Going back to the early 20th century ‘The Iron Master’ Arthur Saxon, set and still holds the record for the bent press, of 168 kg (370lb).

Now, the bent press is much more comfortable to hold because it’s a dumbbell when compared with The Bybon Stone. It has a handle, but that’s where the fair comparisons end.

And Arthur Saxon was doing this long before steroids became popular practice. But the environment of his time also had fewer toxins, which we believe are the fundamental problem affecting modern man.

Saxon was not the only record setter of history: Thomas Topham, Alexander Zass and Louis Cyr also have records not beaten today. And all of these people lived when steroids were not even invented.

Alexander Zass was considered the strongest man at one point and he had a regular figure weighing less than 80kg (176lb).

The Dangers of our Times

Despite all of our technical and medical innovations, the modern man is rapidly moving towards becoming the weakest – and arguably the least intelligent – he’s ever been. 

Although we have more technology as a people, and have developed in this regard, it’s inaccurate to say that we’re stronger because we have the strength to lift barbells.

We may have a few individual, incredibly strong people today, but collectively we’re far weaker. 

On top of that, machines and AI will soon be able to do all the thinking for us, and as the above studies prove, when we stop responding to stressors, we lose ability and strength (and bone density).

Our lifestyle isn’t forcing us to think and act on our feet anymore. Everything is planned out and controlled.

This has been happening since we made the transition from hunter-gatherers to agriculturalists, and it’s accelerated rapidly with our evolution since then.

This study shows that testosterone levels have dropped consistently since 1987. They state that it does not appear to relate to activities like smoking and obesity, which suggests that it may, in fact, simply relate to our lifestyle.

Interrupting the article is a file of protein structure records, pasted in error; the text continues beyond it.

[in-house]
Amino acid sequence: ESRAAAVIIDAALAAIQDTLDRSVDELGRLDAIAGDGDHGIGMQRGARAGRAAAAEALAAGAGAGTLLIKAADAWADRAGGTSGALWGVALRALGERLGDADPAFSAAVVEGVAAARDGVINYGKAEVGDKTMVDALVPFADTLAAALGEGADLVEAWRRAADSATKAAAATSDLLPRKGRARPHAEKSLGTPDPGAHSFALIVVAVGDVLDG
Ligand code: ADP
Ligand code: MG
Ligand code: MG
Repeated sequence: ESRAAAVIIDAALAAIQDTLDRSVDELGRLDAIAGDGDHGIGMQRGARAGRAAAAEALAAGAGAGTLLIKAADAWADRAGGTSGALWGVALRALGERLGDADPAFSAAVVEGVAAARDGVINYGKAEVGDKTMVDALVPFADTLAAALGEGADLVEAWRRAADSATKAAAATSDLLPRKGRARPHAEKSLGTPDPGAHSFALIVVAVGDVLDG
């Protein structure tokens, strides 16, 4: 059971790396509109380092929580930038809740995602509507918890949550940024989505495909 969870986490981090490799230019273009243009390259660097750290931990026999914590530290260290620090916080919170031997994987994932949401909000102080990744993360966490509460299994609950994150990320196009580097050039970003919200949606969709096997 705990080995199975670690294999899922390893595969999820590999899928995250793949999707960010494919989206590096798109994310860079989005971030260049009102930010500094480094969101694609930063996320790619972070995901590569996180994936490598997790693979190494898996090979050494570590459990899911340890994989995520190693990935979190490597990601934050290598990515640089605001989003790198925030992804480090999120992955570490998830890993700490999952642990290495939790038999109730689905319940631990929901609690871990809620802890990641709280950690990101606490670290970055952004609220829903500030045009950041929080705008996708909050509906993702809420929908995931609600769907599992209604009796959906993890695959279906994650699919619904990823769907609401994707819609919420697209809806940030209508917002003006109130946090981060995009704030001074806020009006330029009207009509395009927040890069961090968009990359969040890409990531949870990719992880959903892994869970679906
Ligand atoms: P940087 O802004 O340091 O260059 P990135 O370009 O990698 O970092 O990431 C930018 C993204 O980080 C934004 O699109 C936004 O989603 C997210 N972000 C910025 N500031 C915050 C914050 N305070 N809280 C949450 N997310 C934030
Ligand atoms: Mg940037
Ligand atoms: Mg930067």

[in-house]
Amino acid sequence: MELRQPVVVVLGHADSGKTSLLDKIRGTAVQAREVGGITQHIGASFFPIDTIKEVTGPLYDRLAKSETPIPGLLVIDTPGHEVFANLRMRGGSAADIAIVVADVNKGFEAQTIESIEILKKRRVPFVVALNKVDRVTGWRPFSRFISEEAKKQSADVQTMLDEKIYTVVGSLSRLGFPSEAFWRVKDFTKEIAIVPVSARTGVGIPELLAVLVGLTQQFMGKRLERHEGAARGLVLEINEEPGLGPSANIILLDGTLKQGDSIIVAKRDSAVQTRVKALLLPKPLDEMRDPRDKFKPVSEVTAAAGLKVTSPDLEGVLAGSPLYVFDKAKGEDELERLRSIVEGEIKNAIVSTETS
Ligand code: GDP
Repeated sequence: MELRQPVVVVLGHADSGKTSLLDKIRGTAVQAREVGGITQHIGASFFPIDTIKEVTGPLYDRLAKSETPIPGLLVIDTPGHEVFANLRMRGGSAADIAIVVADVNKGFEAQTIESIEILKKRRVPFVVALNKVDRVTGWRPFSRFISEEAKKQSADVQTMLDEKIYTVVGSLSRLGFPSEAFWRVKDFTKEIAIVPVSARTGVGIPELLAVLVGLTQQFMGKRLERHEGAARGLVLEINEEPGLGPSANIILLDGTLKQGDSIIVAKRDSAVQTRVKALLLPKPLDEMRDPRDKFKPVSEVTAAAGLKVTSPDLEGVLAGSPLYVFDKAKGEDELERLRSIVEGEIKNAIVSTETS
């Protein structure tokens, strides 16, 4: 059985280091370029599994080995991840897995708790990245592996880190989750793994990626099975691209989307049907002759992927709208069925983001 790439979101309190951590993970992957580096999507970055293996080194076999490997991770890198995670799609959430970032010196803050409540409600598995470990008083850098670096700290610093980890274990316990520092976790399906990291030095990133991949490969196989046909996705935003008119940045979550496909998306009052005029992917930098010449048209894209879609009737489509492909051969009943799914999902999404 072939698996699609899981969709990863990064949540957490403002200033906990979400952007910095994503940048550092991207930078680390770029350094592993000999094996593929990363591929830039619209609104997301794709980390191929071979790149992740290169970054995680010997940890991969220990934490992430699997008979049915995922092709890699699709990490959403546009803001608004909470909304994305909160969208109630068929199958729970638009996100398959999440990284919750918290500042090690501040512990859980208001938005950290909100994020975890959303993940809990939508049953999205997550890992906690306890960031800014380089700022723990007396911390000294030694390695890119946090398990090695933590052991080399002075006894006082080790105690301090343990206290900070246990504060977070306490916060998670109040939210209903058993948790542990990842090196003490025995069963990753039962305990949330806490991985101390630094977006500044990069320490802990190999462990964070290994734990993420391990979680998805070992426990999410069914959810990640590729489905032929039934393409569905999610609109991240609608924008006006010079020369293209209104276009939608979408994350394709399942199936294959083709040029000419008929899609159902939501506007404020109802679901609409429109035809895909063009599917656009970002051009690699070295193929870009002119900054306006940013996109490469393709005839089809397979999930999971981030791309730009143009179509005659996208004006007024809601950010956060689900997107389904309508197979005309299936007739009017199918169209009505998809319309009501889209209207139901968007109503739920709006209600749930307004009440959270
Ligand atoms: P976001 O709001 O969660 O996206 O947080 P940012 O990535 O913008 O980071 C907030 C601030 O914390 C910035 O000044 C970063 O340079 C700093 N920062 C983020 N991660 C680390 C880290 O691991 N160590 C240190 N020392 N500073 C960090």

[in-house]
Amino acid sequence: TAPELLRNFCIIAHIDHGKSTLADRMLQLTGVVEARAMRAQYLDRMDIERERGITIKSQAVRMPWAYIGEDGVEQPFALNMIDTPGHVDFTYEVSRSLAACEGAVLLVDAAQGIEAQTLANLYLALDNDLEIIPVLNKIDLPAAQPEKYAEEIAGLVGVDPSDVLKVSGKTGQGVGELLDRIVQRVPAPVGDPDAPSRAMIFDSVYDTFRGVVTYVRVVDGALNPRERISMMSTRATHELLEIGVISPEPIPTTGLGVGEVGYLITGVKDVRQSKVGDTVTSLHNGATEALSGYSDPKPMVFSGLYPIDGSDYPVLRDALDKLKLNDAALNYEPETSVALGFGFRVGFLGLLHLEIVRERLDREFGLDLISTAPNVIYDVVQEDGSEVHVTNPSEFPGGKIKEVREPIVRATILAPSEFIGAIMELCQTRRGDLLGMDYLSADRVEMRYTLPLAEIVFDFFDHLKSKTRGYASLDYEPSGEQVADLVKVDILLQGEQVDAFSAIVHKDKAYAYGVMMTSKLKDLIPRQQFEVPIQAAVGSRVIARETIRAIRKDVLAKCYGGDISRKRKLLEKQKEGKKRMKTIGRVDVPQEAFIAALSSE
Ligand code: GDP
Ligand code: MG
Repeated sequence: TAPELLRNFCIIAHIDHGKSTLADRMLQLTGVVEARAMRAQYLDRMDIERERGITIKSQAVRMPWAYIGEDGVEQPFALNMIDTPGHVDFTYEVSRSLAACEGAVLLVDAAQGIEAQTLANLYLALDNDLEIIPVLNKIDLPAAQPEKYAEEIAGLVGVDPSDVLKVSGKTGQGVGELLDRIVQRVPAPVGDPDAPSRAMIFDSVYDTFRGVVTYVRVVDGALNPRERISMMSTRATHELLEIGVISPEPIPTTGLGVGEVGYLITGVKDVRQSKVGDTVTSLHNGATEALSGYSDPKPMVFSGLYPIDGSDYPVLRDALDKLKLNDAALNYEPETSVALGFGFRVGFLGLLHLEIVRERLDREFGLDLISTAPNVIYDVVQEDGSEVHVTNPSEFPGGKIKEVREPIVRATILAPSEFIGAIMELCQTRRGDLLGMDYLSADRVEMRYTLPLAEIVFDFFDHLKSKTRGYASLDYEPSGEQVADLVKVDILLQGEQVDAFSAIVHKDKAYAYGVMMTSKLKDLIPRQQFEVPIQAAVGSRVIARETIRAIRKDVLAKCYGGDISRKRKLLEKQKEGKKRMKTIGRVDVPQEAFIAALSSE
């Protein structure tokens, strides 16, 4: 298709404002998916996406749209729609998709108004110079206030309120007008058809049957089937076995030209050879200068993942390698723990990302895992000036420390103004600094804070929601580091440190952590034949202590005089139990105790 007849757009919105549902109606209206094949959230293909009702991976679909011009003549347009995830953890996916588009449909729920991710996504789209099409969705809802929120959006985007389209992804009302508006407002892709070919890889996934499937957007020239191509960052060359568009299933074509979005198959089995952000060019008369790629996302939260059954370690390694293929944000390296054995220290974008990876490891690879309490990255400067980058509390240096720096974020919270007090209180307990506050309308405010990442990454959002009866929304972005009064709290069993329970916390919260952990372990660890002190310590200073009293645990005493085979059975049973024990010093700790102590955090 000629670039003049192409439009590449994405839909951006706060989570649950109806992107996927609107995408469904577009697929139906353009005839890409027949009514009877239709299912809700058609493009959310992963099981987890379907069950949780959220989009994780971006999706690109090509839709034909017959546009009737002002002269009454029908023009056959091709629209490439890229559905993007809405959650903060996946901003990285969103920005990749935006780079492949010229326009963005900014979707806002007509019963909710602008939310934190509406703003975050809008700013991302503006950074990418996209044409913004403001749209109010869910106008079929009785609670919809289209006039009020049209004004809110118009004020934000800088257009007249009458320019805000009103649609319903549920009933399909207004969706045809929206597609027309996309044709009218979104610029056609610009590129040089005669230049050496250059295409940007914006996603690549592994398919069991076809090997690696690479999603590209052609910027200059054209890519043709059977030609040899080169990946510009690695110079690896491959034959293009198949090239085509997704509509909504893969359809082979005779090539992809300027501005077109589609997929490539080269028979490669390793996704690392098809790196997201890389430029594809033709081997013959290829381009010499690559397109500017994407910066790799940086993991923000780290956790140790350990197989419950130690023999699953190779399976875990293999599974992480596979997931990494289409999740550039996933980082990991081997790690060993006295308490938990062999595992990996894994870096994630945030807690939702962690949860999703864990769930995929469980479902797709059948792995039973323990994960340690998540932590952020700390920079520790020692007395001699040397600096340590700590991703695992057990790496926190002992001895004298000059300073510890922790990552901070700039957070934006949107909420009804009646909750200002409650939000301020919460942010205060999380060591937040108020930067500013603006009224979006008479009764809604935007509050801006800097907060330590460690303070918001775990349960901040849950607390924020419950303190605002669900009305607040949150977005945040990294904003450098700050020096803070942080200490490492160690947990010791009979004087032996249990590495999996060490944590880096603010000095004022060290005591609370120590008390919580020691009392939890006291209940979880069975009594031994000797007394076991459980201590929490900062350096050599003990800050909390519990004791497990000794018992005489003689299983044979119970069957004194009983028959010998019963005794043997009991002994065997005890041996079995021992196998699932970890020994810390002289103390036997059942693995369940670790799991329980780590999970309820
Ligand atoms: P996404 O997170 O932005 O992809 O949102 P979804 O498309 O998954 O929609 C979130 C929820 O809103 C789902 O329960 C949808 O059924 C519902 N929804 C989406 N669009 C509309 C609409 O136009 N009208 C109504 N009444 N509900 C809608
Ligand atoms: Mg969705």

eero westerberg in moscow

As we’ve developed our training practices, we’ve realised that the closer you live to nature, and the further you get away from modern diets and conveniences, the healthier and stronger you become.

Remember, those agricultural women showed higher strength metrics than modern athletes.

They most likely completed no high-strength lifts, but they were working constantly. It suggests that the body must simply have responded better to every stimulus.

The suppression effect of the modern diet must play a big part in limiting our potential.

Medicine, pills, caffeine, alcohol, preservatives, processed food, all these things are contributing and holding modern man back from his potential. And as it does this, it’s making us weaker and unhealthier.

But our diet is just one aspect. Our environments are also so polluted with poor air that the training we are doing doesn’t work so well. The environment is limiting and hindering our potential.

Improving through Removing (Via Negativa)

Move it or Lose it

Art work for Iron King Method.

We can look to the ancient Greeks once more to improve our health. The concept of via negativa goes back to Dionysius the Areopagite, and can be effectively applied to our lifestyles and diets.

By far the best thing you can do to improve overall health and strength is remove the negative things that come from modernity. This ranges from your diet to your habits, anything that is harmful to you over the long term.

This doesn’t mean we should be turning our back on developments like water sanitation and better access to health; these things are beneficial to us. But near-universal access to processed foods, seed oils and sugars is certainly not helping us.

The same can be said for desk-based work. You don’t need to completely turn your back on it, but approach it with awareness. Get up and move, stretch, shake everything out, and look into the distance.

Your body should default to a strong body. When cortisol and inflammation levels are low and testosterone levels are normal, the body will maintain healthy muscle mass with almost no effort.

There are studies which show that testosterone replacement therapy with no additional training improves body composition through a decrease in fat mass, with an increase in lean body mass.

This shows that our continually decreasing testosterone levels are leading us to be weaker than we need to be. And testosterone is not the only thing that affects us - cortisol level and everything else has a great impact as well.

The conditions of the past pushed the ancient man to be stronger. Danger and a lack of comfort force us to grow, as it did for our hunter-gathering forebears.

morning routine 20xx